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Saturday, July 07, 2007

Seattle's Youth Movement Will be Led by...P.J. Carlesimo?

The Seattle Supersonics' youth movement took a curious turn with the hiring of P.J. Carlesimo to be the team's head coach. With veterans Ray Allen and Rashard Lewis out of the picture, Seattle is in a rebuilding mode and not likely to make the playoffs this year in the tough Western Conference. Maybe the idea is that Carlesimo has extensive experience as a college coach and that this will help him relate to players like Kevin Durant and Jeff Green but coaching young talent in the NBA is a lot different from coaching young talent in college. College coaches have absolute power and can yell and scream all they want; players are dependent on them to keep their scholarships and will accept such treatment. NBA players do not generally respond well to being browbeaten. Sooner or later, they rebel. That is why you will never see Bobby Knight coaching in the NBA.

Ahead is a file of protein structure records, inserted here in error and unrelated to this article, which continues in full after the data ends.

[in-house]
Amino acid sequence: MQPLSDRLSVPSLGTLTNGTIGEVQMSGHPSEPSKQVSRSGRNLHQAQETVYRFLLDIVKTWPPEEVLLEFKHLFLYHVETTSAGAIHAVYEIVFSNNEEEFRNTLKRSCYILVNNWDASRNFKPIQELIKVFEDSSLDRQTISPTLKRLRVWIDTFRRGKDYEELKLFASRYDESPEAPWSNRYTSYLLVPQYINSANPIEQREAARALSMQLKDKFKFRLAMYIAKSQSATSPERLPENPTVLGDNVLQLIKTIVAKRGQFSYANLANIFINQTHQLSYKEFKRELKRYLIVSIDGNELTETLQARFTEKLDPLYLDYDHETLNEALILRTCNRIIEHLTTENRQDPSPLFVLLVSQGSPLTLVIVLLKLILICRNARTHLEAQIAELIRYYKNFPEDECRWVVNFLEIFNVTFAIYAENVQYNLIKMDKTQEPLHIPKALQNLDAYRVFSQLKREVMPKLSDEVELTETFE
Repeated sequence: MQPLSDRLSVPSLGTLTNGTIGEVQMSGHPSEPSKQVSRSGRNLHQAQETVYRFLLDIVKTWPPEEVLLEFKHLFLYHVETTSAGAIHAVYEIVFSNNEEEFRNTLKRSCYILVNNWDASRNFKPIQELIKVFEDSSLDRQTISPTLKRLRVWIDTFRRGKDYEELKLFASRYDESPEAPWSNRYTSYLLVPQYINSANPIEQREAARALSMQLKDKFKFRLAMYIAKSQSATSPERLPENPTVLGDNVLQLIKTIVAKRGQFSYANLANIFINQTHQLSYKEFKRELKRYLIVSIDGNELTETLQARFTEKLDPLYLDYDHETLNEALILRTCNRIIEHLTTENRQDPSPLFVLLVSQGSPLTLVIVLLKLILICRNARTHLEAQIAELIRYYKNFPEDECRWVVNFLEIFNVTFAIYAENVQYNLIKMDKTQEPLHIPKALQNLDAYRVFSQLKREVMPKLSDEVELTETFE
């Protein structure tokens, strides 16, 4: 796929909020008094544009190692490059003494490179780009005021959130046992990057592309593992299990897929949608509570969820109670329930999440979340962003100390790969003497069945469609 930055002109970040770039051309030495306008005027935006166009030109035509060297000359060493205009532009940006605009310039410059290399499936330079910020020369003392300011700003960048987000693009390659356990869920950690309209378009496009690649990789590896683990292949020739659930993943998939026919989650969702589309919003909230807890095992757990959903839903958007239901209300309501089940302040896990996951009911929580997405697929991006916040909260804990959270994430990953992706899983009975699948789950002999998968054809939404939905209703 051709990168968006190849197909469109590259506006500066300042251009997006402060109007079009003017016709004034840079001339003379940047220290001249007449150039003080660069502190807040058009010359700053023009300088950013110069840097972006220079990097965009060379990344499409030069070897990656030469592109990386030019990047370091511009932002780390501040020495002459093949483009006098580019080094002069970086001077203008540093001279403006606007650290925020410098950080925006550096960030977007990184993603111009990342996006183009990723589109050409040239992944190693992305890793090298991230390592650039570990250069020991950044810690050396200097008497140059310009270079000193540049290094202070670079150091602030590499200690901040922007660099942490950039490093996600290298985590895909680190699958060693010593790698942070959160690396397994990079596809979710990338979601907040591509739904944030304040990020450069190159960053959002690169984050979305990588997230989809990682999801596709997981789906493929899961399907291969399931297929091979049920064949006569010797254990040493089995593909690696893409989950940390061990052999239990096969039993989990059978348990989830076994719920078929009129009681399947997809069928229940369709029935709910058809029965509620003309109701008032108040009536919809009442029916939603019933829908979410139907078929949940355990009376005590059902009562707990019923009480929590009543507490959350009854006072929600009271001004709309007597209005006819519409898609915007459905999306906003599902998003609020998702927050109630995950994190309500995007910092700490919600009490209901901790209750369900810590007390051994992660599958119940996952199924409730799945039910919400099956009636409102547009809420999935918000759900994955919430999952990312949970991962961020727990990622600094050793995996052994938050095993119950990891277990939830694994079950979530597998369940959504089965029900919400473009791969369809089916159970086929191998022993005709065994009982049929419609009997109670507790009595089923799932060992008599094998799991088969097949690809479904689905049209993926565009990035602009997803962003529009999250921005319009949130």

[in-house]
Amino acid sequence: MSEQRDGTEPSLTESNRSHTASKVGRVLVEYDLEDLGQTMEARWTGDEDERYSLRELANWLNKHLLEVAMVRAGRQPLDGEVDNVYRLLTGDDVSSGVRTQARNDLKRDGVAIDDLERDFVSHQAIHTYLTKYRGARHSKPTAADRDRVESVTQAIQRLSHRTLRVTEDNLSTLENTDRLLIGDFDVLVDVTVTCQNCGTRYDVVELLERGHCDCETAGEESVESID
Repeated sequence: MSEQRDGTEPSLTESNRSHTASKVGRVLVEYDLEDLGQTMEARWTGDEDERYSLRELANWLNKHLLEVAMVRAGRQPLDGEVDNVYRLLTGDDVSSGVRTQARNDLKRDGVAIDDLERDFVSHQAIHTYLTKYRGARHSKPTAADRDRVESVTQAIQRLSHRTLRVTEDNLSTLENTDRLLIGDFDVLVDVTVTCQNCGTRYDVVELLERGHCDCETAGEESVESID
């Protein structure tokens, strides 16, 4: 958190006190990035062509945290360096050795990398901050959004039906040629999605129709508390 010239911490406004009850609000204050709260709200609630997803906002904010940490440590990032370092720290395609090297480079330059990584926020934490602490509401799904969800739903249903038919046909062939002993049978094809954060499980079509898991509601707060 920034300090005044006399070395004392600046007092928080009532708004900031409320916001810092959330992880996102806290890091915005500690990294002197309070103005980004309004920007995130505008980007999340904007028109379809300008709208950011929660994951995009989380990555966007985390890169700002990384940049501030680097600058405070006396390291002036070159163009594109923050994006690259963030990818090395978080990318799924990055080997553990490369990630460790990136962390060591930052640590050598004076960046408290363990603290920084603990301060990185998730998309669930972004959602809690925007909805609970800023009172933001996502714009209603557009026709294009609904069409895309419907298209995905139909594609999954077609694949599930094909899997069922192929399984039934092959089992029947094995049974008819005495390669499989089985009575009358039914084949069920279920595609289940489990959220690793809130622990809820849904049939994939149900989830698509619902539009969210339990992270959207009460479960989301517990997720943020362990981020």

By most accounts, P.J. Carlesimo is a good person and a knowledgeable basketball coach. He has been an assistant or head coach on championship level teams in college, international and NBA play. On the other hand, he was just 183-222 in the regular season during head coaching stops in Portland and Golden State and never led a team past the first round of the playoffs. He has not been a head coach for seven years. Some have suggested that the infamous incident when his Golden State player Latrell Sprewell choked him prevented Carlesimo from getting other head coaching jobs but that makes no sense: why would someone assaulting him make his less hirable? Carlesimo spent some time as a broadcaster and then won three championships as a Spurs assistant coach, so it's not like he was in some kind of exile from the game. Instead of wondering why it took so long for him to get hired again as a head coach, I question if he is really the best man for the Seattle job. I do not doubt that he made valuable contributions to San Antonio's success but being a sounding board for Gregg Popovich is not the same thing as running one's own program, let alone basically building a program from the ground up; that requires an array of skills beyond those necessary to be a good NBA assistant coach or even a good college head coach. Will Carlesimo have the patience to deal with the growth curve that all young NBA players go through? Will his young players have the patience to deal with Carlesimo's yelling and in your face tactics? It's one thing for Popovich to yell at his players; he has championship rings and veteran stars who buy into his system.